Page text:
Anderson points out that if parents create a family blog, a child who’s not happy with the family might not post to the blog but will likely check it. “They’ll be lurking. They’re going to read what’s there. It opens up more communication.”
Digital Video Recorders (DVRs)
DVR technology is another way parents can improve family life. With typically 80 hours of recording time, user-friendly menus, and the ability to zip past commercials, DVRs allow parents and children to decide on the shows they want to watch, record them, and watch them at their own convenience. They also can avoid the interruptions—and materialistic messages—of commercials.
“With our DVR, my kids don’t watch very many commercials, and I can know exactly what they’re watching,” says Anderson, who has two daughters, ages 6 and 4. “They’re not watching what’s on TV at the moment; they’re watching what I’ve recorded—Dora or Blue’s Clues or SpongeBob. Planet Earth has a great series at crazy times, so now when they want to watch TV, I’ll say, ‘Let’s go watch about the Galapagos Islands.’”
Romney and his family use their DVR to record all eight televised hours of general conference. They watch it live, but they can also watch it whenever they want. They use it regularly for family home evening, and Romney confesses he sometimes turns it on in the middle of the night when he can’t sleep.
Romney also believes a well-chosen television show can be unifying for a family, whether the show is recorded on DVR or a traditional VCR. One of his family’s favorite shows airs at a time that’s not convenient for everyone. So instead of watching the show live, they record it and agree on a time to watch it. “We’re all sitting around watching this show together and talking about it. It’s brought us together as a family,” says Romney.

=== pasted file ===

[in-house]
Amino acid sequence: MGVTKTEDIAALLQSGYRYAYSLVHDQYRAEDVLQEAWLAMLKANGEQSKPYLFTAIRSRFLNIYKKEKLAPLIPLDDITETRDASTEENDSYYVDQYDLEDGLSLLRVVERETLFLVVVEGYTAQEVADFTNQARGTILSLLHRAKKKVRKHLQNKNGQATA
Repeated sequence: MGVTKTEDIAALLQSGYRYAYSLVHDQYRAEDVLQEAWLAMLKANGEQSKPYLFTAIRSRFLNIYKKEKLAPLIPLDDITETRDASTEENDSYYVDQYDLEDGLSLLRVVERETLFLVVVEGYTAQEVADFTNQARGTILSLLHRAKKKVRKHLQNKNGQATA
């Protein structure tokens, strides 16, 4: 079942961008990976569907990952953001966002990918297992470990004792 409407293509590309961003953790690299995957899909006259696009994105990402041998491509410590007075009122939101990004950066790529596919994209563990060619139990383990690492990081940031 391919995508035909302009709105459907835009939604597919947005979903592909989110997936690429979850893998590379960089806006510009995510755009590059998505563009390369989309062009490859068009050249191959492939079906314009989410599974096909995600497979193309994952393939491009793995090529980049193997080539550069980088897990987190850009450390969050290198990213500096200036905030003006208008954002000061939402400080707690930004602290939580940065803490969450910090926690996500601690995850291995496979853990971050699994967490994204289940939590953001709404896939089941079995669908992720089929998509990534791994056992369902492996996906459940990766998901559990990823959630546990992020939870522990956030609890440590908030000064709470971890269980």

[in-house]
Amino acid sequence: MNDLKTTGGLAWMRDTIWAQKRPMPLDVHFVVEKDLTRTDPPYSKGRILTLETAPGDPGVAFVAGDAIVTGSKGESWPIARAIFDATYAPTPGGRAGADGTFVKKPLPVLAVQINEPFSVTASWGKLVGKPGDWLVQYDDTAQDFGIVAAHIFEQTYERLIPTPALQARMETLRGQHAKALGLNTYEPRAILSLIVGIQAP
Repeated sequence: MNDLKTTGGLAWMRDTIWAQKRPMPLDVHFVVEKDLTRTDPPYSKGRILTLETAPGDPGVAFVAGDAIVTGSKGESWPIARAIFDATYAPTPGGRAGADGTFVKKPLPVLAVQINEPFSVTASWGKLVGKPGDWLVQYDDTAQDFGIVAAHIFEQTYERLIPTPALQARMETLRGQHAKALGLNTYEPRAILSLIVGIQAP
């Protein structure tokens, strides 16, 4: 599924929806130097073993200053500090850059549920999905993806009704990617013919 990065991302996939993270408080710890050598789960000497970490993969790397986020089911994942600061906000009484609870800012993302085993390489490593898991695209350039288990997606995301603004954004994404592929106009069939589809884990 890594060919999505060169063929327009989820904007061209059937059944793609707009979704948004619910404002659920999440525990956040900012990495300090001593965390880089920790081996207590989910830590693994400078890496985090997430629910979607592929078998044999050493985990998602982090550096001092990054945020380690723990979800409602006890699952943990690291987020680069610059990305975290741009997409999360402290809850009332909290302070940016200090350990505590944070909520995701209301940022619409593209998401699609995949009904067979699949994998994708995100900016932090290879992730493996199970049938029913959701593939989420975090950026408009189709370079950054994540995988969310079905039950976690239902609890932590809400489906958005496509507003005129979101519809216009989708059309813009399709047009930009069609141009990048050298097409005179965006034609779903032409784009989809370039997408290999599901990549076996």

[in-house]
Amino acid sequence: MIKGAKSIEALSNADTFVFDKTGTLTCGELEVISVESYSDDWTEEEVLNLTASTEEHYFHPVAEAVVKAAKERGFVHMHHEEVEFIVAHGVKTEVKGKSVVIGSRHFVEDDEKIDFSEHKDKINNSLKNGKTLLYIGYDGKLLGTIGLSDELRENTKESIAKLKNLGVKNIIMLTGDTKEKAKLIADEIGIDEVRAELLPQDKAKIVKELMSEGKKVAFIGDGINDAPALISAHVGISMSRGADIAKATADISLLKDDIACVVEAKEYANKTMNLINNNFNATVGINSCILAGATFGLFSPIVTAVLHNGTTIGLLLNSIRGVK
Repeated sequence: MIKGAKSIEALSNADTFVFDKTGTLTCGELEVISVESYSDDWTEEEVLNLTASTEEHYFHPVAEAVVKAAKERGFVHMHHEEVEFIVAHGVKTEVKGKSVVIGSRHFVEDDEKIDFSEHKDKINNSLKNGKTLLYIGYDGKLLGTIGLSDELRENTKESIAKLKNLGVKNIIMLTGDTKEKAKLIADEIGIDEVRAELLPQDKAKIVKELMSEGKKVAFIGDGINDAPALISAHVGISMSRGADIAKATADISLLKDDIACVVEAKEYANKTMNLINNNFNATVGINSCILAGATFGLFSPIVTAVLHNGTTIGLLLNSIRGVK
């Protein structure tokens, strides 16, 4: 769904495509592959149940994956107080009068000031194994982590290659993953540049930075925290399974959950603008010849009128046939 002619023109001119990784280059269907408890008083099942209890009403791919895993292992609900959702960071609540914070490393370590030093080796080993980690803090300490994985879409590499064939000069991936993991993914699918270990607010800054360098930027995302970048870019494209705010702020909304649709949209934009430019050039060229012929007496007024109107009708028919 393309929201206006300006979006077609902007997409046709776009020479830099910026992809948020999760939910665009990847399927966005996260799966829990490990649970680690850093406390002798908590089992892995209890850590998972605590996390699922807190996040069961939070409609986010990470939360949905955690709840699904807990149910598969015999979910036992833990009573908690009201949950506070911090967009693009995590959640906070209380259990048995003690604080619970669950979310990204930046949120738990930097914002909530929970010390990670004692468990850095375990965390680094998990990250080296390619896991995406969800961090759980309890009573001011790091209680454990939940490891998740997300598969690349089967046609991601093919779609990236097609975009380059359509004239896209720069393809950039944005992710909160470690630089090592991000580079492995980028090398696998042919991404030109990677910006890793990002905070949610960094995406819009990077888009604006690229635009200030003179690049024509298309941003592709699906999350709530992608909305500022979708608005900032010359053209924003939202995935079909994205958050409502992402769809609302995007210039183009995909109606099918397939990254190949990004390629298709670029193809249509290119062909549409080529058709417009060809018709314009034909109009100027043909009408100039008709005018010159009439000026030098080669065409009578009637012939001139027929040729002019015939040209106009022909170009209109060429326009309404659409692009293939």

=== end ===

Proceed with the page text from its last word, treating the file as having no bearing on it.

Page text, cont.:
Sharing Family Photos
Several commercial Web sites allow families to create custom books that include life histories and photos. Anderson created one after a recent family trip to Hawaii, and she now has hard copies as well as a digital version that can be e-mailed to family anywhere in the world. “We collected everyone’s photos digitally, enhanced them, and added narratives.” While such a book could be created without digital technology, it would be more difficult and less likely to ever get completed, let alone distributed. The impact is significant, says Liddle.
“It keeps tradition alive. I think we have a hard time sometimes transmitting the family spirit from one generation to the next. When you see something like this, you are tied in to that family spirit and in to that family tradition. You feel like you’re part of something bigger.”
Families have many additional options for sharing photos. Web sites like MyFamily.com let families set up private, password-protected sites where family members can post photos. The free software program Picasa and photo-sharing Web sites Flickr and Photosite can help users organize their digital photos and select those they want to e-mail. The programs automatically bundle up the selected photos and compress them to a manageable size for e-mailing.
Technology Leaders vs. Technology Laggards
If you’re among those reluctant to learn new technologies, overcoming your resistance is not a trivial matter. The identities and sensibilities of the rising generation are so closely tied to technology that parents and grandparents who get too far behind risk creating an unbridgeable generation gap. Those who let technology terror get the best of them become technology laggards. The truth is, if we work at it, we can understand enough technology to be leaders in our families rather than laggards. While being technologically savvy can never replace love and warmth in a home, adding technology leadership into the mix can be an extra ingredient that makes a difference.